Bangalore is the third among the costliest metro in the country even as a majority of households’ actual spending power on non-food items fell by over 65 per cent in the last three months with the steep rise in the prices of fruits, vegetables and essential commodities.
While everyone has been feeling the pinch of price rise in the recent months, it was officially brought on record by the Associated Chambers of Commerce and Industry of India (ASSOCHAM), which did a countrywide survey under the aegis of ASSOCHAM Social Development Foundation.
Releasing the results to the media, it said that over 88 per cent of middle and lower income group families find it difficult to manage the household budget.
The uncertainty of the monsoon has only tightened their belt further.
The survey, “Rising prices widen gap between the rich and the poor”, in which 5,000 employed individuals participated, said that jitters over a bad monsoon have jacked up vegetable and fruit prices by 300 per cent, from the farm to the dining table.
The survey was conducted in June and July in Bangalore, Delhi, Mumbai, Kolkata, Chennai, Ahmedabad, Hyderabad, Pune, Chandigarh and Dehra Dun. Delhi was ranked the costliest city as far as the price rise was concerned, followed by Mumbai, Bangalore, Ahmedabad and Kolkata.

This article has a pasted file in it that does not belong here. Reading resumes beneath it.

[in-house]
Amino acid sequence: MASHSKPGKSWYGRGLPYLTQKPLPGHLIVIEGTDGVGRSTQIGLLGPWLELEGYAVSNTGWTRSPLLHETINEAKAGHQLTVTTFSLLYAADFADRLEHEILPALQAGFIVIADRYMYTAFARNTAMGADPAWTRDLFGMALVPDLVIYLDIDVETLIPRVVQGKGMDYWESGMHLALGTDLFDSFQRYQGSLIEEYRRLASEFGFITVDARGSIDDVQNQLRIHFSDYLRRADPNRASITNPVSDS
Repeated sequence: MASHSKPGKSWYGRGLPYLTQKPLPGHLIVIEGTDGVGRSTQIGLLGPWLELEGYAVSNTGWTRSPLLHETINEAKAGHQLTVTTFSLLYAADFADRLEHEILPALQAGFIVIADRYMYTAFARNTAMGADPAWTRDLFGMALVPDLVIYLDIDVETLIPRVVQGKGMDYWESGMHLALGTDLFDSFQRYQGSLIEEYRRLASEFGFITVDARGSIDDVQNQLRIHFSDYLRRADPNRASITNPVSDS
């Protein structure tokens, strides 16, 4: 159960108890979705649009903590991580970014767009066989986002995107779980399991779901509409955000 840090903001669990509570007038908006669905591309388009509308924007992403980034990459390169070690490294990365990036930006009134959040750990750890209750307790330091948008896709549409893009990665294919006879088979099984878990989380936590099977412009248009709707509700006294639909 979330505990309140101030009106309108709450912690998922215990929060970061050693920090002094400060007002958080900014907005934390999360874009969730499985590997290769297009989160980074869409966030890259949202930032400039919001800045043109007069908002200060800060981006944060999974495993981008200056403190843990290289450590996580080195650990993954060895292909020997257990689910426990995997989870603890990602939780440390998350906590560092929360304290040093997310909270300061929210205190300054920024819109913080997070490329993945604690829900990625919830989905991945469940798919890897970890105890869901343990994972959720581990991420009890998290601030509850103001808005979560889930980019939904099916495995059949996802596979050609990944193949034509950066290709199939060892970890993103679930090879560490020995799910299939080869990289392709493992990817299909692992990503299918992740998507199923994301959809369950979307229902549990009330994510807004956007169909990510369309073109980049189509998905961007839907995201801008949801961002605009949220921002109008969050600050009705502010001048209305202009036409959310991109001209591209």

ASSOCHAM Secretary General D.S. Rawat said that the amount available for food and discretionary spending for an average middle income family earning Rs. 35,000 a month, is not more than Rs. 15,000.
The family spends about Rs. 6,000 to Rs. 8,000 for housing (loan EMI/rent), another Rs. 5,000 on vehicle loan, Rs. 7,000 to Rs. 10,000 on children’s education and FMCGs, and Rs. 3,000-Rs. 5,000 on insurance premiums.
In a squeeze
While 72 per cent of working parents said that it was very difficult to afford two children in this scenario, even two-income families said that they struggled to cope. Over 82 per cent respondents spent a bulk of their income on essential commodities, fuel, home loan, education and insurance premiums safeguarding their children’s future, followed by lifestyle goods.
The survey also revealed that high inflation has been putting pressure on companies not just in terms of high input costs but also demands for higher salary hikes.
“The salary hike last year was not in sync with the cost of living, which has gone up by 40-50 per cent. Right from vegetables to petrol prices, everything has gone up so much and [our] savings [have fallen by 50 per cent],”said 72 per cent of the respondents.
Mr. Rawat said: “While consumption attitudes may be severely affected in middle and lower middle class families, life continues as usual for high income groups. They seem to have been least affected as there is nearly no change in their spending habits.”
Despite record food production of 252 million tonnes this year, prices remain high and food inflation hovers around 10.5 per cent. The survey mentioned that the food prices for the rural population rose by 9.87 per cent and 10.18 per cent for urban population.
One of the sharpest rises was for edible oil, mainly on account of depreciation in the exchange rate, as India is a net importer of the commodity. Many households have been forced to increase their food expenditure at the expense of non-food expenditure, Mr. Rawat said.